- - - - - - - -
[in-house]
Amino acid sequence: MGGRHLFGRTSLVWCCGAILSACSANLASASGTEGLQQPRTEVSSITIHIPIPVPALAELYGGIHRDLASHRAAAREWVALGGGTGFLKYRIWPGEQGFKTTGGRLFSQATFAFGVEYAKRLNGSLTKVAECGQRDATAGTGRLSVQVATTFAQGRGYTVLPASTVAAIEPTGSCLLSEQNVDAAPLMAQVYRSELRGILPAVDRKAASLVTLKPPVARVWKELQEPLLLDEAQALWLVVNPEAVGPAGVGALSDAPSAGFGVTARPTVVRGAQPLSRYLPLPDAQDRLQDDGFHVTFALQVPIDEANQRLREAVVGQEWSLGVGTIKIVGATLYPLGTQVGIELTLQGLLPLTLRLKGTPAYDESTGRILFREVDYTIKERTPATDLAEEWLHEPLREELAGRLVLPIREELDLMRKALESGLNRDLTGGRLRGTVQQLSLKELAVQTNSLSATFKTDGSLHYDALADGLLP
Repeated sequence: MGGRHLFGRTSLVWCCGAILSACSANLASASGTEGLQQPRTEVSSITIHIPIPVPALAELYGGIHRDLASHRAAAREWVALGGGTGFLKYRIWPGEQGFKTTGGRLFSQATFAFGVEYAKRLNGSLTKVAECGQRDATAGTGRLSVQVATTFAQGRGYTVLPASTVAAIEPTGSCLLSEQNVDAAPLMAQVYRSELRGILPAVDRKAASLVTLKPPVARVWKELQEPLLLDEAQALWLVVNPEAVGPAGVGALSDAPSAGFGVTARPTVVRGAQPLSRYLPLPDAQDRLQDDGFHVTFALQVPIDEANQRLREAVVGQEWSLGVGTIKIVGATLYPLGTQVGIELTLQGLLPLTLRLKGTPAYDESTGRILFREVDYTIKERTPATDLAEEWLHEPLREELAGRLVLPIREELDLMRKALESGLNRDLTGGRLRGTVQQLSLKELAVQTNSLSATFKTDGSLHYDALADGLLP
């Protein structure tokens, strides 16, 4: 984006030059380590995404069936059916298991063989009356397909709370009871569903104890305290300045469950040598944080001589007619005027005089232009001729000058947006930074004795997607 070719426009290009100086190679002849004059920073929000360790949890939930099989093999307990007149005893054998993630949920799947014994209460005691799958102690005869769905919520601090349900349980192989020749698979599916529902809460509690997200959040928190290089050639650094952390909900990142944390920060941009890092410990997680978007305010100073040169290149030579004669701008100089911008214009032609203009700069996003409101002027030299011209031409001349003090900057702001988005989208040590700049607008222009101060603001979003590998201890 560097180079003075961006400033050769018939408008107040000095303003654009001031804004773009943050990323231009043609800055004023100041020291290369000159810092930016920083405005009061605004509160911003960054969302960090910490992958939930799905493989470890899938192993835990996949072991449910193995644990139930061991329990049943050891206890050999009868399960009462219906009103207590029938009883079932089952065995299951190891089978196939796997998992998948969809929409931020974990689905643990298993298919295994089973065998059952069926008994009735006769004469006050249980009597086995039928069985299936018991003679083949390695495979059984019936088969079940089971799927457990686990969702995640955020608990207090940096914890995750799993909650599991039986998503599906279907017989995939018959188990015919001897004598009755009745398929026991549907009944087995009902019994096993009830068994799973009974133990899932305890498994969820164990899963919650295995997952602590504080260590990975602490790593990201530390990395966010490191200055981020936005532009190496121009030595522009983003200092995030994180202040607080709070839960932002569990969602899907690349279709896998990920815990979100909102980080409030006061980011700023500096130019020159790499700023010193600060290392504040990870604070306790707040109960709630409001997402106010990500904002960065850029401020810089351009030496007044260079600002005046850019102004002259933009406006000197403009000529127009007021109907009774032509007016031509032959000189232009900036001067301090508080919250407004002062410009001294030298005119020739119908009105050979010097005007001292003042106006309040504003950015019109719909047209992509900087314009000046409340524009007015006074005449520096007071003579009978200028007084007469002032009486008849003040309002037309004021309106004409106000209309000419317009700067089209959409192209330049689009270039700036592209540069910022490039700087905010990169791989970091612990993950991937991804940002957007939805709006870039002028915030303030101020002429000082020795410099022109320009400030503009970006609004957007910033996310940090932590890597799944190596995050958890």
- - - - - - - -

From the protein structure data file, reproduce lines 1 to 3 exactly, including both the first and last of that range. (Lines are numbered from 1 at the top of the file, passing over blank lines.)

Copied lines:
[in-house]
Amino acid sequence: MGGRHLFGRTSLVWCCGAILSACSANLASASGTEGLQQPRTEVSSITIHIPIPVPALAELYGGIHRDLASHRAAAREWVALGGGTGFLKYRIWPGEQGFKTTGGRLFSQATFAFGVEYAKRLNGSLTKVAECGQRDATAGTGRLSVQVATTFAQGRGYTVLPASTVAAIEPTGSCLLSEQNVDAAPLMAQVYRSELRGILPAVDRKAASLVTLKPPVARVWKELQEPLLLDEAQALWLVVNPEAVGPAGVGALSDAPSAGFGVTARPTVVRGAQPLSRYLPLPDAQDRLQDDGFHVTFALQVPIDEANQRLREAVVGQEWSLGVGTIKIVGATLYPLGTQVGIELTLQGLLPLTLRLKGTPAYDESTGRILFREVDYTIKERTPATDLAEEWLHEPLREELAGRLVLPIREELDLMRKALESGLNRDLTGGRLRGTVQQLSLKELAVQTNSLSATFKTDGSLHYDALADGLLP
Repeated sequence: MGGRHLFGRTSLVWCCGAILSACSANLASASGTEGLQQPRTEVSSITIHIPIPVPALAELYGGIHRDLASHRAAAREWVALGGGTGFLKYRIWPGEQGFKTTGGRLFSQATFAFGVEYAKRLNGSLTKVAECGQRDATAGTGRLSVQVATTFAQGRGYTVLPASTVAAIEPTGSCLLSEQNVDAAPLMAQVYRSELRGILPAVDRKAASLVTLKPPVARVWKELQEPLLLDEAQALWLVVNPEAVGPAGVGALSDAPSAGFGVTARPTVVRGAQPLSRYLPLPDAQDRLQDDGFHVTFALQVPIDEANQRLREAVVGQEWSLGVGTIKIVGATLYPLGTQVGIELTLQGLLPLTLRLKGTPAYDESTGRILFREVDYTIKERTPATDLAEEWLHEPLREELAGRLVLPIREELDLMRKALESGLNRDLTGGRLRGTVQQLSLKELAVQTNSLSATFKTDGSLHYDALADGLLP